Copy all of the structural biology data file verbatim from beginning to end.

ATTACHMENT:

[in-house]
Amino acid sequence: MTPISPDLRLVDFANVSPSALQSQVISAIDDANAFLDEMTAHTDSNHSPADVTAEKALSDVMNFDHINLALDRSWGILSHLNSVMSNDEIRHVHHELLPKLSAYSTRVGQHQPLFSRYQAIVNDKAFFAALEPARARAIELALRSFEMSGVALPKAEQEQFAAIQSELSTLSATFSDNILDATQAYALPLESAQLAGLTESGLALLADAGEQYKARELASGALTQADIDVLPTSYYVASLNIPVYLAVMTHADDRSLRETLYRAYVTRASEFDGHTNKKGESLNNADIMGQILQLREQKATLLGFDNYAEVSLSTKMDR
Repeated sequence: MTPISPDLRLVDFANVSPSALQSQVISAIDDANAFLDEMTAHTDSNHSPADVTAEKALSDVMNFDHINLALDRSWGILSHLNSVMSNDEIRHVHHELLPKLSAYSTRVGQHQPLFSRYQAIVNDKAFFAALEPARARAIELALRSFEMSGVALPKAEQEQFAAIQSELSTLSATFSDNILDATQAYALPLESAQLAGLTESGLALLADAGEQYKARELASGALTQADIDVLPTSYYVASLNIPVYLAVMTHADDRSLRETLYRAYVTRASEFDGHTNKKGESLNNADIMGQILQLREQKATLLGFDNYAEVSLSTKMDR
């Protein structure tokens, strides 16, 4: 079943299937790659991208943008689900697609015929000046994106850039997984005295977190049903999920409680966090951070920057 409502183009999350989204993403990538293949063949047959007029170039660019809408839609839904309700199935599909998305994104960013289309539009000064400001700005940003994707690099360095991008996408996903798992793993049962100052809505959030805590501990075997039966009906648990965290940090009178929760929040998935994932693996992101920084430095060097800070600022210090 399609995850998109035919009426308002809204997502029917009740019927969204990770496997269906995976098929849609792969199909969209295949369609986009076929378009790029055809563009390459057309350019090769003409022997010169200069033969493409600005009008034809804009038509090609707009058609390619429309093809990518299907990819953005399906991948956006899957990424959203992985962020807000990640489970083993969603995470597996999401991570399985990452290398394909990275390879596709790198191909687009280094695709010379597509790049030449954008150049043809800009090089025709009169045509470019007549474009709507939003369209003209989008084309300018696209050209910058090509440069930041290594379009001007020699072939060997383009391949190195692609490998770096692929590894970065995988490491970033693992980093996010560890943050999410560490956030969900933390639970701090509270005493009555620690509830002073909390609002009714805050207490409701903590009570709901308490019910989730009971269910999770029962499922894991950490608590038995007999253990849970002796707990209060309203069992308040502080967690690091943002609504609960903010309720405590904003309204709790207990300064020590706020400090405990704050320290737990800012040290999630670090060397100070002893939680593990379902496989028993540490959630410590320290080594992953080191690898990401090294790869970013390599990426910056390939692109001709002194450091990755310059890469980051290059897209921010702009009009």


[in-house]
Amino acid sequence: MTPISPDLRLVDFANVSPSALQSQVISAIDDANAFLDEMTAHTDSNHSPADVTAEKALSDVMNFDHINLALDRSWGILSHLNSVMSNDEIRHVHHELLPKLSAYSTRVGQHQPLFSRYQAIVNDKAFFAALEPARARAIELALRSFEMSGVALPKAEQEQFAAIQSELSTLSATFSDNILDATQAYALPLESAQLAGLTESGLALLADAGEQYKARELASGALTQADIDVLPTSYYVASLNIPVYLAVMTHADDRSLRETLYRAYVTRASEFDGHTNKKGESLNNADIMGQILQLREQKATLLGFDNYAEVSLSTKMDR
Repeated sequence: MTPISPDLRLVDFANVSPSALQSQVISAIDDANAFLDEMTAHTDSNHSPADVTAEKALSDVMNFDHINLALDRSWGILSHLNSVMSNDEIRHVHHELLPKLSAYSTRVGQHQPLFSRYQAIVNDKAFFAALEPARARAIELALRSFEMSGVALPKAEQEQFAAIQSELSTLSATFSDNILDATQAYALPLESAQLAGLTESGLALLADAGEQYKARELASGALTQADIDVLPTSYYVASLNIPVYLAVMTHADDRSLRETLYRAYVTRASEFDGHTNKKGESLNNADIMGQILQLREQKATLLGFDNYAEVSLSTKMDR
């Protein structure tokens, strides 16, 4: 079943299937790659991208943008689900697609015929000046994106850039997984005295977190049903999920409680966090951070920057 409502183009999350989204993403990538293949063949047959007029170039660019809408839609839904309700199935599909998305994104960013289309539009000064400001700005940003994707690099360095991008996408996903798992793993049962100052809505959030805590501990075997039966009906648990965290940090009178929760929040998935994932693996992101920084430095060097800070600022210090 399609995850998109035919009426308002809204997502029917009740019927969204990770496997269906995976098929849609792969199909969209295949369609986009076929378009790029055809563009390459057309350019090769003409022997010169200069033969493409600005009008034809804009038509090609707009058609390619429309093809990518299907990819953005399906991948956006899957990424959203992985962020807000990640489970083993969603995470597996999401991570399985990452290398394909990275390879596709790198191909687009280094695709010379597509790049030449954008150049043809800009090089025709009169045509470019007549474009709507939003369209003209989008084309300018696209050209910058090509440069930041290594379009001007020699072939060997383009391949190195692609490998770096692929590894970065995988490491970033693992980093996010560890943050999410560490956030969900933390639970701090509270005493009555620690509830002073909390609002009714805050207490409701903590009570709901308490019910989730009971269910999770029962499922894991950490608590038995007999253990849970002796707990209060309203069992308040502080967690690091943002609504609960903010309720405590904003309204709790207990300064020590706020400090405990704050320290737990800012040290999630670090060397100070002893939680593990379902496989028993540490959630410590320290080594992953080191690898990401090294790869970013390599990426910056390939692109001709002194450091990755310059890469980051290059897209921010702009009009």